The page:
However, the positive side of oil far outweighs these concerns. With the price of a barrel of crude oil way over $90 and approaching $100, Ghana cannot afford to relent in its search for its own crude oil. At the very least, having our own crude oil would save us millions of dollars that would have been used to purchase the commodity on the world market. Beyond that, crude oil in commercial quantities would bring in much needed foreign exchange earnings. Currently, gold, cocoa, and timber, in that order, are the three leading foreign exchange earners for Ghana. In due course, earnings from crude oil will surpass each one of them. One advantage oil has is that unlike gold and cocoa which are heavily influenced by individual tastes and preferences, oil is a commodity that is used by all of us, including those who oppose the very operations that make oil consumption possible. As would be explained later on, the influence of crude oil in our lives is far greater than many people realize. Until we find economically viable alternatives, petroleum in general and crude oil in particular will remain the best source of energy to power the engines of our economy for the foreseeable future.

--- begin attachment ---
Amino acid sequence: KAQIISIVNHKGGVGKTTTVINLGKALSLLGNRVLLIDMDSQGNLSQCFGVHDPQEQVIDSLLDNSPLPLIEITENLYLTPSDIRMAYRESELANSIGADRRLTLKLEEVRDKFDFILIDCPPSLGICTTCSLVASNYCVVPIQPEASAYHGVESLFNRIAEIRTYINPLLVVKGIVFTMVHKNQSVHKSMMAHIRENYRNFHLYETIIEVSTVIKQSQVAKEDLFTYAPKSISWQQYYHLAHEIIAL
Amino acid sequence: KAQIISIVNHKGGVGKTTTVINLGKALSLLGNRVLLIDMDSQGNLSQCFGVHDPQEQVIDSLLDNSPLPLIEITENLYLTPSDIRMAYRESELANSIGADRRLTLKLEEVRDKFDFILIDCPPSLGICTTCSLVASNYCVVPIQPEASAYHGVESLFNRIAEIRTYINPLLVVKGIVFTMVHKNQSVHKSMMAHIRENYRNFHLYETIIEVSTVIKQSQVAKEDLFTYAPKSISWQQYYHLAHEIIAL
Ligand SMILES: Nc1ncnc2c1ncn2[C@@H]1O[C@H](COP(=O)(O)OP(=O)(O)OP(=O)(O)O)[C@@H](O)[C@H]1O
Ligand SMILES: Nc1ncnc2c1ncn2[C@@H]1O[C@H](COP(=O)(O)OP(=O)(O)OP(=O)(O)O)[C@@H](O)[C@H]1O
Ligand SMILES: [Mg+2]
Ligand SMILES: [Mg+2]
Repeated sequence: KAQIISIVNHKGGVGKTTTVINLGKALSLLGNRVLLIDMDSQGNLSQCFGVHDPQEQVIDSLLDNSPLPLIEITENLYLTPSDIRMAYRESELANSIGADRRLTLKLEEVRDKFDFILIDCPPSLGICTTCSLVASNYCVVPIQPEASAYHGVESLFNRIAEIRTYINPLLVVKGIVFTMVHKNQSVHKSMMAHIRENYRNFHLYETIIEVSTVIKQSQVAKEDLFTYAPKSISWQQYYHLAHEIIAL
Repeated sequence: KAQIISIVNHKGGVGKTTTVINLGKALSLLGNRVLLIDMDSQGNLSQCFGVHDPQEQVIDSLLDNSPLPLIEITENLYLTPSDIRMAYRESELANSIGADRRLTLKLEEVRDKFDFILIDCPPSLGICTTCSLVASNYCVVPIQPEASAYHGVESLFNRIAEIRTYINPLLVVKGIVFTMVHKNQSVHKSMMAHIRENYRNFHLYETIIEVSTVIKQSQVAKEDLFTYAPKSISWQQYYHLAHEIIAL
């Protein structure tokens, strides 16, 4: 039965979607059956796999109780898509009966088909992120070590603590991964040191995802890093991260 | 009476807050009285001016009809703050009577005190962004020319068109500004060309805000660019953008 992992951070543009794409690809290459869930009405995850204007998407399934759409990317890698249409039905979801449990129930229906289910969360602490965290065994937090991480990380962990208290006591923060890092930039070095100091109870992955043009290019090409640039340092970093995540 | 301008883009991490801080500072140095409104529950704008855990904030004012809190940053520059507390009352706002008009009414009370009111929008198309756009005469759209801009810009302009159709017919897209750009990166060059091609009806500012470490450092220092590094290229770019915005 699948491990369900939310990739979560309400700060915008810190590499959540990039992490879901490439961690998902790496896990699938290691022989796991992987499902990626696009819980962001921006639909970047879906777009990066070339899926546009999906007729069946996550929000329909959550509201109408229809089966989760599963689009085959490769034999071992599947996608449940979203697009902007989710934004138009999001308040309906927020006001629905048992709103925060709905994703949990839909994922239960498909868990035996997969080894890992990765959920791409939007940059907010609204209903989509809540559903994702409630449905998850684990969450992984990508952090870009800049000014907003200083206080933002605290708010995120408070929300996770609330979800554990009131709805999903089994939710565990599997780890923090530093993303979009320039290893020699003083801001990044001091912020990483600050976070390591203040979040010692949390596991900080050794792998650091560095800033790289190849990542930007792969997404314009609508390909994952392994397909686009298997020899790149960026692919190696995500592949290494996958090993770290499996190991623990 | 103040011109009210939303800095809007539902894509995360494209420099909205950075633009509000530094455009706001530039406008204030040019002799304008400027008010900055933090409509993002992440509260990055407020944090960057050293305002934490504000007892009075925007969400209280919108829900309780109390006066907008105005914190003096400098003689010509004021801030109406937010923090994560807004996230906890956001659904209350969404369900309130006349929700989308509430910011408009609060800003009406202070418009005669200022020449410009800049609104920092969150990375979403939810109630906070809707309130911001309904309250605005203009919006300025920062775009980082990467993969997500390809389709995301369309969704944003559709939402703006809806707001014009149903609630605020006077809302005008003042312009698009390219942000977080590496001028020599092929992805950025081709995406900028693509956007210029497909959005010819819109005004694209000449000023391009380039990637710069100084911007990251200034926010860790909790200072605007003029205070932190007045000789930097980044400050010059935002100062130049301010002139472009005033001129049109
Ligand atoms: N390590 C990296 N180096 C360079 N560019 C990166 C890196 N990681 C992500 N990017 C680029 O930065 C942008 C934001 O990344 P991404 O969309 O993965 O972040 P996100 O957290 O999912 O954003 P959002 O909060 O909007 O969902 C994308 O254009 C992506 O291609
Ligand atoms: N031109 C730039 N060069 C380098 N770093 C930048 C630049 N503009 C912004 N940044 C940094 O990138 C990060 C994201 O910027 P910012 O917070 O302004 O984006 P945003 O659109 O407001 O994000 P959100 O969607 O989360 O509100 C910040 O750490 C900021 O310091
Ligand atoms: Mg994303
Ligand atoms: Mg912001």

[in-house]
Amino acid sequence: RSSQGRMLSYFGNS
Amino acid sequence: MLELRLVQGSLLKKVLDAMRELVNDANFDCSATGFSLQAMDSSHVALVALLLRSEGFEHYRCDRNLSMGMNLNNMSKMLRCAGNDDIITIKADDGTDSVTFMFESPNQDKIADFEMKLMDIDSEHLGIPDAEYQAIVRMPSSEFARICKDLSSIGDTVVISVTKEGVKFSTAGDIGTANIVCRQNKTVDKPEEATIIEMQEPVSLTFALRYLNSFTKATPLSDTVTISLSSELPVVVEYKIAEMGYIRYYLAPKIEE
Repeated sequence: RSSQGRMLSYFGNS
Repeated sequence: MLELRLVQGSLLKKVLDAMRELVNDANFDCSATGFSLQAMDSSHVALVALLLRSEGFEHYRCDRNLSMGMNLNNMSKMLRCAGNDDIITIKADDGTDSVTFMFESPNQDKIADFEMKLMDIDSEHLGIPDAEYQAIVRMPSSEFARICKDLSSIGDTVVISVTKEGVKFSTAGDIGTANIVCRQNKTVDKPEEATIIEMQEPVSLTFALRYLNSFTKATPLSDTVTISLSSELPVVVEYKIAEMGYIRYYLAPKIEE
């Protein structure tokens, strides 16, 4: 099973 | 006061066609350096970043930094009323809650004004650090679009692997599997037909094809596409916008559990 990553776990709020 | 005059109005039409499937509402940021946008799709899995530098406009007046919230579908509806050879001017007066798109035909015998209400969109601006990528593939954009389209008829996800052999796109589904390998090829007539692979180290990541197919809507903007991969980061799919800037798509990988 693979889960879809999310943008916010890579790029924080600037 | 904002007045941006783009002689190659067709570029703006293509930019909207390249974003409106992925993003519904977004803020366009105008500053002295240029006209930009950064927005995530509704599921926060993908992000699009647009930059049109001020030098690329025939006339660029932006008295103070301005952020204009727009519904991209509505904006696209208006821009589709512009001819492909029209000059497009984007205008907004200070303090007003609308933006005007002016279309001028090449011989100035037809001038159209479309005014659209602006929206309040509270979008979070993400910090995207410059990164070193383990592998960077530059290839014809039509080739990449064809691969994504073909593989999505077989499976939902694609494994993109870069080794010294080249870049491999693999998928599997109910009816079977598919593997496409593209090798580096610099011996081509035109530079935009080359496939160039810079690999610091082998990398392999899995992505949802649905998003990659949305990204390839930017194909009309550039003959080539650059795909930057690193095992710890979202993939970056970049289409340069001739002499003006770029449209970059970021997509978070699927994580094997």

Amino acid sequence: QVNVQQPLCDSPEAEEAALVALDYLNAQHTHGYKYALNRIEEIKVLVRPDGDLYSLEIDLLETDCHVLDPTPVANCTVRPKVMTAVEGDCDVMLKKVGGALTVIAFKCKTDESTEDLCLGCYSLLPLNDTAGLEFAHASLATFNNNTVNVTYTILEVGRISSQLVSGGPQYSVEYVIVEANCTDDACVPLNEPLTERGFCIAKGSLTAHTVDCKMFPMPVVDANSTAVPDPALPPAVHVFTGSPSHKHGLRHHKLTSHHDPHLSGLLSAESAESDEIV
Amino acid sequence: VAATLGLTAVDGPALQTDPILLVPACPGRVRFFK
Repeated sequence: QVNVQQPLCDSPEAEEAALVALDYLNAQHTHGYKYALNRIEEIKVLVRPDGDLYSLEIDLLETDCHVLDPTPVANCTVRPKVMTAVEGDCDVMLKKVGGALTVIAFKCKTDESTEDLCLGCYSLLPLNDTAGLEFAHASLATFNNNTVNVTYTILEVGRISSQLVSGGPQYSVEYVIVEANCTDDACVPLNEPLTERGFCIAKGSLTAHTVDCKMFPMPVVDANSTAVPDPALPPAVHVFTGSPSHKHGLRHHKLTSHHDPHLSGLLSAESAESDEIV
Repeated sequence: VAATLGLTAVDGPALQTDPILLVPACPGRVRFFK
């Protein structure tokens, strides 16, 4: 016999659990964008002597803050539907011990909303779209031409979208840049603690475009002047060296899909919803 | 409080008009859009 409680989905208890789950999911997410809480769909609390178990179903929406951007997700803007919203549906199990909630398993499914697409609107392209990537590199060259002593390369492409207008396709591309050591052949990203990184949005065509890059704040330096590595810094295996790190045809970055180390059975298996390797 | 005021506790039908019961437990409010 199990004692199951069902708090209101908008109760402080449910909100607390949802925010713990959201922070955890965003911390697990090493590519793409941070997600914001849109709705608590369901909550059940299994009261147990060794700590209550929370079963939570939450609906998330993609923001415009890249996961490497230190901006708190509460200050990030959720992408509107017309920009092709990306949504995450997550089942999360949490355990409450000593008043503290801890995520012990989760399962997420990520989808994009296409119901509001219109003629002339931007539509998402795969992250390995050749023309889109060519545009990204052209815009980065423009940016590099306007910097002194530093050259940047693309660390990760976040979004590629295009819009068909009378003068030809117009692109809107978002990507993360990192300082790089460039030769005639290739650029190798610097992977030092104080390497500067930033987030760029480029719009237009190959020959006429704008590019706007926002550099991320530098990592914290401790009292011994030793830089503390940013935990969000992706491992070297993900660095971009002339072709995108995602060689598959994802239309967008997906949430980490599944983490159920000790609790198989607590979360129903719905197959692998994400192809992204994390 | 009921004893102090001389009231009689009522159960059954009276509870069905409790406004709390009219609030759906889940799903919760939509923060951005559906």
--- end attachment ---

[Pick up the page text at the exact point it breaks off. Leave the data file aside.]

In addition to increasing the country’s tax base and tax revenues, petroleum operations would significantly increase our gross domestic product (GDP). It would also bring stability in prices of petroleum products to the Ghanaian consumers. Oil revenues may be used to increase the search for, and investments in, alternative, renewable energy like solar, wind, geothermal, and hydroelectric power. We should also use our oil revenues to strengthen and diversify our existing economic activities in the areas of agriculture, mining, education, health, information and communications technologies, and other industries. We are late comers to the league of crude oil producers so we can benefit from the experience of others and do the right things. Otherwise, we will rue the day when we ignore our traditional economic base and put all our trust in a depleting, nonrenewable resource like crude oil.